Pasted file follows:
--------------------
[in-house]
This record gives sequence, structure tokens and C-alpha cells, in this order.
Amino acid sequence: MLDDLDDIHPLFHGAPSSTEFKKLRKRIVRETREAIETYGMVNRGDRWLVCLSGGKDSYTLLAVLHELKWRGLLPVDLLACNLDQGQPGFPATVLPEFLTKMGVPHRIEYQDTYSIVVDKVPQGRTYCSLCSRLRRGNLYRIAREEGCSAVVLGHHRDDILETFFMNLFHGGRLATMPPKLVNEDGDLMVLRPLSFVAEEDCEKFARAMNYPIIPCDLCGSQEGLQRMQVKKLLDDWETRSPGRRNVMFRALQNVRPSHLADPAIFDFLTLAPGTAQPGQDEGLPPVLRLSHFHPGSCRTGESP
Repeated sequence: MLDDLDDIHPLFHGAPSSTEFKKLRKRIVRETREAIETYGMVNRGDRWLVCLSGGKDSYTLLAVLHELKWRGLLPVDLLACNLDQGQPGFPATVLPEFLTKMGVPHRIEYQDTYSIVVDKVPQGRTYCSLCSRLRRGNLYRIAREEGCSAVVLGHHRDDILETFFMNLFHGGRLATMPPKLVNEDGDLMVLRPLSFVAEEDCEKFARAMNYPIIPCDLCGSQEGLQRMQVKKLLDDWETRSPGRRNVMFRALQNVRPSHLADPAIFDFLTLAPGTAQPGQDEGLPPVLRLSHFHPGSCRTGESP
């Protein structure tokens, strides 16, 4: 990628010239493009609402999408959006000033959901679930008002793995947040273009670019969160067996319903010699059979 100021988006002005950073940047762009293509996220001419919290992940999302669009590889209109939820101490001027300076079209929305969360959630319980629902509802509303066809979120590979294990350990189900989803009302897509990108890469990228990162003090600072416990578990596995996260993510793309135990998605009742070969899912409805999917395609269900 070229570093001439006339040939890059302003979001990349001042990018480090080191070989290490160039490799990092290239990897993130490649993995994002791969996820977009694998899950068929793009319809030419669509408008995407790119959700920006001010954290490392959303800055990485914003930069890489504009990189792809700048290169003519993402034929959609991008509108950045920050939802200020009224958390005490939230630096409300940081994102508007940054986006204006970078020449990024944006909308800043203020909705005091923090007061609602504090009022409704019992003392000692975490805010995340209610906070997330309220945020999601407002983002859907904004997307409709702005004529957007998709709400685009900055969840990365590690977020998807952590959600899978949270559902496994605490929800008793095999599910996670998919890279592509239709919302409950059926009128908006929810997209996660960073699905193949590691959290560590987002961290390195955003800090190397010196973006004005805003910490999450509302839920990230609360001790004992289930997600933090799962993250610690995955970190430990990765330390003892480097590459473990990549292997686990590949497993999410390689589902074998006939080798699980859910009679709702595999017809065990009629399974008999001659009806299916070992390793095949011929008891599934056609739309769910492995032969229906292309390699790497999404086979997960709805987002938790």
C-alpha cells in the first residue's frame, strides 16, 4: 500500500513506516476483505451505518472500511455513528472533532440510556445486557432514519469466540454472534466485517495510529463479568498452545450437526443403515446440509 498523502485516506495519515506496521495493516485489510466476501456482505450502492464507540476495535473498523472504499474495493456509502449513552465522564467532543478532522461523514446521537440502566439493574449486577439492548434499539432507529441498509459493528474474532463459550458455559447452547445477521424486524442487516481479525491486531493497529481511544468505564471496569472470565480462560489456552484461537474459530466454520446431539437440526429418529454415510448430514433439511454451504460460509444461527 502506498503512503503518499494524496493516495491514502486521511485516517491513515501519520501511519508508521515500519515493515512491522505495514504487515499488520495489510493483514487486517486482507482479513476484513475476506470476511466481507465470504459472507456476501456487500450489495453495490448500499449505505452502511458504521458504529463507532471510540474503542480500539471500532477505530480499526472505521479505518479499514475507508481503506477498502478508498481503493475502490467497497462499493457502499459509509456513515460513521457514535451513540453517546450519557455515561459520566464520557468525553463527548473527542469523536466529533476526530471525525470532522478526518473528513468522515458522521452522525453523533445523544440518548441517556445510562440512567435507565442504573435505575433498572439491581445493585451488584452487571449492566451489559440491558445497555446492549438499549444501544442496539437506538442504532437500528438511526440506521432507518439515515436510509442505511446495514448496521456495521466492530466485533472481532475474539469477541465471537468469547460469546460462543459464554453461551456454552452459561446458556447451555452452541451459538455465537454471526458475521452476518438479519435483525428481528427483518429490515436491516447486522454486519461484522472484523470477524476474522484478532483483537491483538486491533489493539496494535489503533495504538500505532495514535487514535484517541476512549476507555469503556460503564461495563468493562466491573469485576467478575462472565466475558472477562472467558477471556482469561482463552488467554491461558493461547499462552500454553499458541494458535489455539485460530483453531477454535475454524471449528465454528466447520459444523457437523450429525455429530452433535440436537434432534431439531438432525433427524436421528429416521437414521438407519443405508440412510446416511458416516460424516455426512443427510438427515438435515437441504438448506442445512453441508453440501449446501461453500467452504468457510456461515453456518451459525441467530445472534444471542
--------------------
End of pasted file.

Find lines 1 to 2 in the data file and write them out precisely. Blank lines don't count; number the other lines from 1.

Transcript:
[in-house]
This record gives sequence, structure tokens and C-alpha cells, in this order.